o 4/4 – Voting Meeting with Mayor, Manager, Commission, and administrative staff (e.g. Chris Caldwell, Assistant Finance Director); agenda is pre-set, but there is an opportunity to bring up new initiatives at the end → I should be at this meeting
o 4/11 – Final budget items discussed → key decision makers should be on board before this date
o Beginning of May – All budget items/propositions fairly solidified
- Action Items:
o Gain the support of (at minimum) 3-4 other Commissioners
o Set up a meeting with Manager and Mayor (Commissioner Bailey will do on my behalf)

Detailed Notes:
- Many initiatives around water conservation and recycling have been done, but not energy
- Mayor seems to have no interest in environmental efforts despite Commission’s interest → follows a pro-development agenda
- Mayor, pro-temp Mayor, Manager, and County Attorney oversee agenda-setting for meetings (e.g. 4/4 Voting Meeting)
- Need to make this proposal align with decision maker priorities:
o Using taxpayer dollars wisely
o Acting on previously established goals in ACC Comprehensive Plan (that the Mayor and Commission are responsible to uphold)
o Reducing carbon footprint, which is a good marketing tool for the city/county
o Increasing number of national-/state-level initiatives being pushed to local level (e.g. Meals on Wheels program, storm water runoff program) → so ACC could use reductions in unnecessary energy expenses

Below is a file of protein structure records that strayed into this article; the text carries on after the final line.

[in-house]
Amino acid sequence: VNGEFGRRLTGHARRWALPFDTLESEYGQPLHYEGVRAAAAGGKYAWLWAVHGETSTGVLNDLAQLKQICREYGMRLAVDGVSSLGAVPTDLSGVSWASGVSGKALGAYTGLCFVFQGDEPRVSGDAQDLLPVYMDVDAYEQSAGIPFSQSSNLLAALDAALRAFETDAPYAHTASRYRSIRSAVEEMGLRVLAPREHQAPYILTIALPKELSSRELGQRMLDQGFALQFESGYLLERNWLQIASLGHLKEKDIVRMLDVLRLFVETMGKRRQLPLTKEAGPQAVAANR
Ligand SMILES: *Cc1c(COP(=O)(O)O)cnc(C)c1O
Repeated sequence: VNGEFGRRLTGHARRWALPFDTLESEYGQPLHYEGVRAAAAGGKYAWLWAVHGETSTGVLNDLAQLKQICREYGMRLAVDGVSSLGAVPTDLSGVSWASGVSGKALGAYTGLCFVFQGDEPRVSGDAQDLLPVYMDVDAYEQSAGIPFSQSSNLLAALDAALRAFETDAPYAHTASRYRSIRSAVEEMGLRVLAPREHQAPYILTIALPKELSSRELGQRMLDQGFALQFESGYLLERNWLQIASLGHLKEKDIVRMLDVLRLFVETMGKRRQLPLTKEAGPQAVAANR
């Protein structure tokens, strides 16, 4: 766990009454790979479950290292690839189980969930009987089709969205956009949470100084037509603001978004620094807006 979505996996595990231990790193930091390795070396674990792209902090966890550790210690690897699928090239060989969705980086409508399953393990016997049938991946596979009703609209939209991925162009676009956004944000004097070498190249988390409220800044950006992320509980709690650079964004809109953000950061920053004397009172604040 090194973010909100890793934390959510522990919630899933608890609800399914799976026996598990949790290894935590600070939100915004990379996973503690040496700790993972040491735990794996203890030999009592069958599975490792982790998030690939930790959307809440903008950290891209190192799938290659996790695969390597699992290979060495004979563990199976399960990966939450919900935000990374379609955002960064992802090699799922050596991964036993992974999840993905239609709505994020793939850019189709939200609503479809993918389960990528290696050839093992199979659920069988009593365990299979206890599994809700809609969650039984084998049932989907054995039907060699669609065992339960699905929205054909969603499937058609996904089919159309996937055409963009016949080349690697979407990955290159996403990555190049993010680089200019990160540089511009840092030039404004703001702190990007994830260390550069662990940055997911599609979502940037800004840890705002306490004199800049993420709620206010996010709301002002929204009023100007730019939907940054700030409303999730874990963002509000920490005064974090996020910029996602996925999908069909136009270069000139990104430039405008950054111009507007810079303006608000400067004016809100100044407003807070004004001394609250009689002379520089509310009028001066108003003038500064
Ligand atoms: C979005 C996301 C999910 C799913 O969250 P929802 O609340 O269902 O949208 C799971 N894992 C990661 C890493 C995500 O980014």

- Helps to have input from and support of both staff and elected officials
- Need to prove/demonstrate short-term rewards AND long-term benefits → which is why we need to perform comprehensive energy audits/feasibility studies
o Currently we know which buildings are underperforming but not why
- Politics of ACCUG
o Manager seeks to do what is best for the community, but ultimately responds to the Mayor (who has the power to hire/rehire every year)
o Manager is the boss of nearly 1,700 employees, but Mayor is the boss of the Manager
o Mayor approaching term limit in 2019
o 5 Progressive Commissioners:
• Melissa Link – not best point-person, has lost some credibility
• Jerry NeSmith – would support, works with conservatives too (NEED TO MEET)
• Kelly Girtz – would support, cares about environmental issues (NEED TO MEET)
• Allison Wright – would support, more moderate, current Mayor pro-temp (NEED TO MEET BUT IN CONTACT WITH)
• Jared Bailey – gung-ho (HAVE MET AND SUPPORTIVE)
o 5 Conservative Commissioners: